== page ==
#cyberbullying | #cyberbully | New proposed privacy rules for global companies conducting business in Australia | Hogan Lovells


The Australian Government has released draft legislation aimed at ensuring Australia’s privacy law remains well equipped to tackle the next digital era.

The exposure draft of the Privacy Legislation Amendment (Enhancing Online Privacy and Other Measures) Bill 2021 (Bill) was recently published by the Attorney-General’s Department. The draft Bill is aimed at enhancing the protection of personal information through the introduction of an Online Privacy Code (OP Code), expansion of the extra-territorial scope of the Privacy Act 1988 (Cth) (Privacy Act) and strengthened penalties for non-compliance. The draft Bill follows a raft of recent reforms targeted at strengthening privacy and cyber security protection for all Australians. More recently, the Online Safety Bill 2021 (Cth) was passed and is due to come into effect in January 2022.

Introduction of an OP Code

The Australian Government is presently seeking feedback on the development of a new OP Code.

It is intended the OP Code will cover additional obligations beyond the existing Australian Privacy Principles including, amongst others:

  • requiring organisations to cease using or disclosing personal information upon request (e.g. for the purposes of direct marketing). If an organisation cannot comply with the request, it will need to provide the individual with written notice providing the individual with reasons and potential avenues of complaint (including to the Privacy Commissioner);
  • setting clear expectations about how organisations may handle personal information relating to children or other vulnerable groups; and
  • other optional obligations such as providing for the reporting of complaints to the Privacy Commissioner.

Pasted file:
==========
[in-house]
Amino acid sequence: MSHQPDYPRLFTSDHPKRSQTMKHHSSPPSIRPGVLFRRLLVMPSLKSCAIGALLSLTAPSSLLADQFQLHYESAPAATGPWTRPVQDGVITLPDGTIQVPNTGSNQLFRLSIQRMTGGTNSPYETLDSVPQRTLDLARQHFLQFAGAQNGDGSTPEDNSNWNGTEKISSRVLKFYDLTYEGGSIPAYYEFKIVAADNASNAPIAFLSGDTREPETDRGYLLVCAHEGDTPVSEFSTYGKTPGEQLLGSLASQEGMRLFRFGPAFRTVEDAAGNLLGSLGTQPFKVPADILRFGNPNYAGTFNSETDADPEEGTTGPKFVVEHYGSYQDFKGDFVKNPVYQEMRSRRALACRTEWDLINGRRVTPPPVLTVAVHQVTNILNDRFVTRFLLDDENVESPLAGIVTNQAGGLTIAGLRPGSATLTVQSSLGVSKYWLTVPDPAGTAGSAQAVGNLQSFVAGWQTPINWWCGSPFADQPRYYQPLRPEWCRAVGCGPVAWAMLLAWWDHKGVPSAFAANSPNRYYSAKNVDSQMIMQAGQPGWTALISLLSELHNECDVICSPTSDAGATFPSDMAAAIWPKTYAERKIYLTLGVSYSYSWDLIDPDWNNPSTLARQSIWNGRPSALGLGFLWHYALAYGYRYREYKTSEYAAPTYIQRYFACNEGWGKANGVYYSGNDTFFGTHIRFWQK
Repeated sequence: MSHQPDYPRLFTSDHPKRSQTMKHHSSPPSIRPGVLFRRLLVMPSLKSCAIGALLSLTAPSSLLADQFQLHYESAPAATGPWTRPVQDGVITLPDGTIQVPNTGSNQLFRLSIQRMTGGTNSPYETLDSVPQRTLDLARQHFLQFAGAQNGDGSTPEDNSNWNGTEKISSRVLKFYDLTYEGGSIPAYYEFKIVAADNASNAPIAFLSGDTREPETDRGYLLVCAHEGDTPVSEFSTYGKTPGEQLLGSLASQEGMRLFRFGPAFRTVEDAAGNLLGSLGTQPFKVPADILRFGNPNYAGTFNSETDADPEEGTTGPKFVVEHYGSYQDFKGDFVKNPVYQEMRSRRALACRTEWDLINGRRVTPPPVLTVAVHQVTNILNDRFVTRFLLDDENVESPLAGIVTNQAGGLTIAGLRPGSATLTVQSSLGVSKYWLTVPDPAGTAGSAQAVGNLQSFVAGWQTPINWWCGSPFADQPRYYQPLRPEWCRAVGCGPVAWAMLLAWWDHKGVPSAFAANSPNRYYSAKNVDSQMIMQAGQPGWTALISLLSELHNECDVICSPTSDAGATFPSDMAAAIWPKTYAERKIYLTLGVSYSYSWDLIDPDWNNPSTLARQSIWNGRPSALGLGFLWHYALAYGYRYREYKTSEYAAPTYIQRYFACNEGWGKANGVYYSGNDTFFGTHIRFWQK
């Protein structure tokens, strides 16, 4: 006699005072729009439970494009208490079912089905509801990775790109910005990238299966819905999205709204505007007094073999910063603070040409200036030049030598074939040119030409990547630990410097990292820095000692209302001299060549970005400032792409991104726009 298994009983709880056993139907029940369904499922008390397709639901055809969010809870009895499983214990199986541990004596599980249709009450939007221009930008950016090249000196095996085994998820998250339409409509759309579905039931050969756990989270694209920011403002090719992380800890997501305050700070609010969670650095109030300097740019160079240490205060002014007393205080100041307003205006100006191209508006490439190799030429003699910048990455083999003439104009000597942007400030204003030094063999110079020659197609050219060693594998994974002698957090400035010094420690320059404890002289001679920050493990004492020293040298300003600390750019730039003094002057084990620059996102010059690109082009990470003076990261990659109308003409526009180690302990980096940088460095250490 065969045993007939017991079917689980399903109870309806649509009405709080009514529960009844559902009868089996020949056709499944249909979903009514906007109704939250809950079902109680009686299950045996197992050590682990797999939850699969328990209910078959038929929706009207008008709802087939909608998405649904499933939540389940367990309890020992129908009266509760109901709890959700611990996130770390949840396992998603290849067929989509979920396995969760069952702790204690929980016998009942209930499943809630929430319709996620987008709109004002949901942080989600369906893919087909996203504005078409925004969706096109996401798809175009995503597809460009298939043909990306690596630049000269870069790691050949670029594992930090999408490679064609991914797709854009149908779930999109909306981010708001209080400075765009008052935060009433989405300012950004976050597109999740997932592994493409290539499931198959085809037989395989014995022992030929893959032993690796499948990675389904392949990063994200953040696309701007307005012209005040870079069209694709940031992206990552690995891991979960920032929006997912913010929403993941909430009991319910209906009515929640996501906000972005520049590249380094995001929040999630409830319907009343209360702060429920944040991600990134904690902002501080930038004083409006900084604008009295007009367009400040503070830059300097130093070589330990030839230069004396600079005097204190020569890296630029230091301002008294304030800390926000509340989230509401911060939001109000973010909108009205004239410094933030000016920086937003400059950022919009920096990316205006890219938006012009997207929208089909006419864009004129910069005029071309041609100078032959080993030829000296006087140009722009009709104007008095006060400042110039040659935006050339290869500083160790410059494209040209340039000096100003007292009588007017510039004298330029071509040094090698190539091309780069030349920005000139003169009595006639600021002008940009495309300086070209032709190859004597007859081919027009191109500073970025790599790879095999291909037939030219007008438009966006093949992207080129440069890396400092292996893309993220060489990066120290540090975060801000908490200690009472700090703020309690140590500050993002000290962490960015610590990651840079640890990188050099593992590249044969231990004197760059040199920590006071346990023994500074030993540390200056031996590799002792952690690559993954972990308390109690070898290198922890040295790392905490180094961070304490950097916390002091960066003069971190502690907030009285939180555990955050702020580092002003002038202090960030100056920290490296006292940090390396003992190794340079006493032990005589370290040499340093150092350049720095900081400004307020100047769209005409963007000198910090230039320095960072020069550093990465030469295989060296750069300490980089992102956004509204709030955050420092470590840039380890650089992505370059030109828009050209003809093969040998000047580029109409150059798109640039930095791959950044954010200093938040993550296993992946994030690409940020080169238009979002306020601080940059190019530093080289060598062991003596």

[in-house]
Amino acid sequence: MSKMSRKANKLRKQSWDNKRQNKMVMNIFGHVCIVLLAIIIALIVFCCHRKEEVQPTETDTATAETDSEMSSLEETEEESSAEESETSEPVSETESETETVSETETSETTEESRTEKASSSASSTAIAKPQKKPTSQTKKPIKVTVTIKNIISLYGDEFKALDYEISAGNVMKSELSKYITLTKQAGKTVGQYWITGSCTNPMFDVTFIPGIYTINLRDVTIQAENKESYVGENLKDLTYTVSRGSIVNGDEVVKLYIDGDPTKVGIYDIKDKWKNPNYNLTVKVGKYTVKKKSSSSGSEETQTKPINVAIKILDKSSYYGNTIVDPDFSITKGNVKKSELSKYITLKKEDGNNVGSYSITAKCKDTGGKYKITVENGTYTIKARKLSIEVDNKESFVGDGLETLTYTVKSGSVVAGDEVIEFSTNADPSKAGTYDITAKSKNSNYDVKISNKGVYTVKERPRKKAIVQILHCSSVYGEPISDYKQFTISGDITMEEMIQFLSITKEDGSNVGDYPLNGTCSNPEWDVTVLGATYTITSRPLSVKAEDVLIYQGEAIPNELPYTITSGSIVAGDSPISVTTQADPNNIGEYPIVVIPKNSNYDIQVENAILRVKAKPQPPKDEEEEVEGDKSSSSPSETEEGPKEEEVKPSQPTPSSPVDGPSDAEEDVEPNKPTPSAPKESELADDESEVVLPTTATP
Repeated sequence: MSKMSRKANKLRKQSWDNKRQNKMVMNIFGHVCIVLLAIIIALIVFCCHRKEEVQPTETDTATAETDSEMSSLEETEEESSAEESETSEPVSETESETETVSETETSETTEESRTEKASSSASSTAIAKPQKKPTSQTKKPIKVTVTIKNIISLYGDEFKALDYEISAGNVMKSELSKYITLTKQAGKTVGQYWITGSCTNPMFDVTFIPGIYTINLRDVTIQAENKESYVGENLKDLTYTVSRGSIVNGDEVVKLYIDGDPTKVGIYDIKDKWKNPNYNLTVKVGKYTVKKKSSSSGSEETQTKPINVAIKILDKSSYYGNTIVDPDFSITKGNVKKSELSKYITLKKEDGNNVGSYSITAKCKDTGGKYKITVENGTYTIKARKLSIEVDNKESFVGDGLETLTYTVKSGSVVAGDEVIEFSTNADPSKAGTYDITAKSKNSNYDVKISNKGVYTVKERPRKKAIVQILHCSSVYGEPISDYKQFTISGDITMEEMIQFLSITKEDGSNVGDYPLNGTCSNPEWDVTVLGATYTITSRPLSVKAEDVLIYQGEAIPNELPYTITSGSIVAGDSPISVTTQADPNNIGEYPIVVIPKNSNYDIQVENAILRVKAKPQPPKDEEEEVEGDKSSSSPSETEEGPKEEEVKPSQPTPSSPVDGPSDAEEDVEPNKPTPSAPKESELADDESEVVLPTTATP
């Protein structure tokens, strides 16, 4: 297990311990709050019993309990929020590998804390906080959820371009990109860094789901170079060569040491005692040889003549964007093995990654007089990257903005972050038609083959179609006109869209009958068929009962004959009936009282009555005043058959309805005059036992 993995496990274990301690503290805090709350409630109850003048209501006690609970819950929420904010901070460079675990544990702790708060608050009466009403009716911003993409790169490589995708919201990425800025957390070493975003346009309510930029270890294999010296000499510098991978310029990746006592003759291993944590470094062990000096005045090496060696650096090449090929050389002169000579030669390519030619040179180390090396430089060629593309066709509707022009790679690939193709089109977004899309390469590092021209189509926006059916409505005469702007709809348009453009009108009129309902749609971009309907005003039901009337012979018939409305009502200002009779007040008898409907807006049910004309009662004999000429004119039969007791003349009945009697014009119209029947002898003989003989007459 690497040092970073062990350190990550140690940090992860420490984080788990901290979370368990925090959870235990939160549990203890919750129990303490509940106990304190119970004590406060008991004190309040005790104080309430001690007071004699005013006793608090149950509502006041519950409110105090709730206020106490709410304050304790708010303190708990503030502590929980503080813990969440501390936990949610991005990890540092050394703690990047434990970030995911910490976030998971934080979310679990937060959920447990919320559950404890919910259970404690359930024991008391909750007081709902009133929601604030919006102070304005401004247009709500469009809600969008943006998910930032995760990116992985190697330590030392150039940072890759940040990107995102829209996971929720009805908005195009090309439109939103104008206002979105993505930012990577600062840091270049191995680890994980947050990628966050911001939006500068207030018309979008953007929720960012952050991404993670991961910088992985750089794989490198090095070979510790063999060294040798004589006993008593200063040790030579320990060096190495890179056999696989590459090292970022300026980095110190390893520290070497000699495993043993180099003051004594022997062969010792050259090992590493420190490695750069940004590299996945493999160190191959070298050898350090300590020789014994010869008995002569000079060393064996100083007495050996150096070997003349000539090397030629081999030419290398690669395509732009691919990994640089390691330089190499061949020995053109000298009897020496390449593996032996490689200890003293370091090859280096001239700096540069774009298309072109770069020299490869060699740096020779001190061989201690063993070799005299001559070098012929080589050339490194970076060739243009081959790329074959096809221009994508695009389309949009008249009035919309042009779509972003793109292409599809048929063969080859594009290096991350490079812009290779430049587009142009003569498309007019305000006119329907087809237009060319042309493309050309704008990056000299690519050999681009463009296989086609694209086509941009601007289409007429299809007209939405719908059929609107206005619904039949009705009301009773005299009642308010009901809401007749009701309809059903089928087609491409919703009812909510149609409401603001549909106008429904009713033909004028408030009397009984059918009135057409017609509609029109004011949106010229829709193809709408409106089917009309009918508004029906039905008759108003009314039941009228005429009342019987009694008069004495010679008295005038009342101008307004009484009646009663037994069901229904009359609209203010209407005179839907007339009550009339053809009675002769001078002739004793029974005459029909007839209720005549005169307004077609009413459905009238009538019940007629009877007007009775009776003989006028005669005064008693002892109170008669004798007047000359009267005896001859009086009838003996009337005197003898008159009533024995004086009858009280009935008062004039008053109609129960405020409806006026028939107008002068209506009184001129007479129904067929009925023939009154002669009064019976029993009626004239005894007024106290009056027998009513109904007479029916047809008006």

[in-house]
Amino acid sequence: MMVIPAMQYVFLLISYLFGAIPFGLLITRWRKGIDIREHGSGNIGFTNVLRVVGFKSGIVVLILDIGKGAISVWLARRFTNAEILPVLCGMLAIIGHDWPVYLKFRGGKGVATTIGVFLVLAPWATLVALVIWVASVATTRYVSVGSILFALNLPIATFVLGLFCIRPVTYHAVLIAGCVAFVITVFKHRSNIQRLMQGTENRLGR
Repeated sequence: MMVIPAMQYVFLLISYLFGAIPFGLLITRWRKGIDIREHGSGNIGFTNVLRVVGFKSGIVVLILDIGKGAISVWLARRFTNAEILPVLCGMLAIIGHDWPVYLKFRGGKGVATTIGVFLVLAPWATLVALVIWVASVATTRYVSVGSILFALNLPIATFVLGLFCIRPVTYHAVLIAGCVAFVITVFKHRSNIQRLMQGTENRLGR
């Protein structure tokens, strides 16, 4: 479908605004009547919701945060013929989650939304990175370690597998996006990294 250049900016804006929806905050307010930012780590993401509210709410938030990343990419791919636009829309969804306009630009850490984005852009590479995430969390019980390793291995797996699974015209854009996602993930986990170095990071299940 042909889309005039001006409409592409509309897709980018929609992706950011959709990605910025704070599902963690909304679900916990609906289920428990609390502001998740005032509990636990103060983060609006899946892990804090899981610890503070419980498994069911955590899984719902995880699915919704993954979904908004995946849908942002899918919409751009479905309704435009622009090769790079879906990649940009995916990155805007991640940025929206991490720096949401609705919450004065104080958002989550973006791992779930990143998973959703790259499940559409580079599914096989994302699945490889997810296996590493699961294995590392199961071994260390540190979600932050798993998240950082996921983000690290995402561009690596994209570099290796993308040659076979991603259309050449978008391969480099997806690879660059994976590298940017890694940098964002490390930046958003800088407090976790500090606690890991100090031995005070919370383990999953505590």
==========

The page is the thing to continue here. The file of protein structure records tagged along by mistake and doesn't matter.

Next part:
The new OP (once developed) will be registered within 12 months after the draft Bill receives Royal Assent.

Who is impacted by the new OP Code?

The OP Code will apply to private sector organisations that are bound by the Privacy Act and who are large online platforms or organisations that provide social media services or data brokerage services. Certain exceptions apply.

Online platforms

It is contemplated that large online platforms that collect a high volume of personal information online must comply with the OP Code. These are organisations that:

  • collect personal information about an individual in the course of or in connection with providing access to information, goods or services by use of an ‘electronic service’; and
  • have over 2.5 million end-users in Australia in the past year, or if an organisation did not carry on business in the previous year, 2.5 million users in the current year.

An ‘electronic service’ includes, amongst others, hardware, software, website, mobile applications, peer-to-peer sharing platforms, email, SMS and chat services.

Social media services

The OP Code will also apply to organisations that provide an ‘electronic service’ with the sole or primary purpose of enabling online social interaction between two or more end-users, and allow interactions between end- users or to post material on the service. This would include, amongst others, online messaging and video-teleconferencing platforms.

Data brokerage services

Data brokerage organisations that trade in personal information collected online or information derived from such personal information (e.g. data derived from rewards or loyalty programs) will also be captured by the OP Code.

Clarification to scope of Privacy Act

The draft Bill also introduces other broad amendments to the Privacy Act. Foreign organisations who carry on business in Australia are more likely to be caught by amendments to the extraterritorial provisions in the Privacy Act.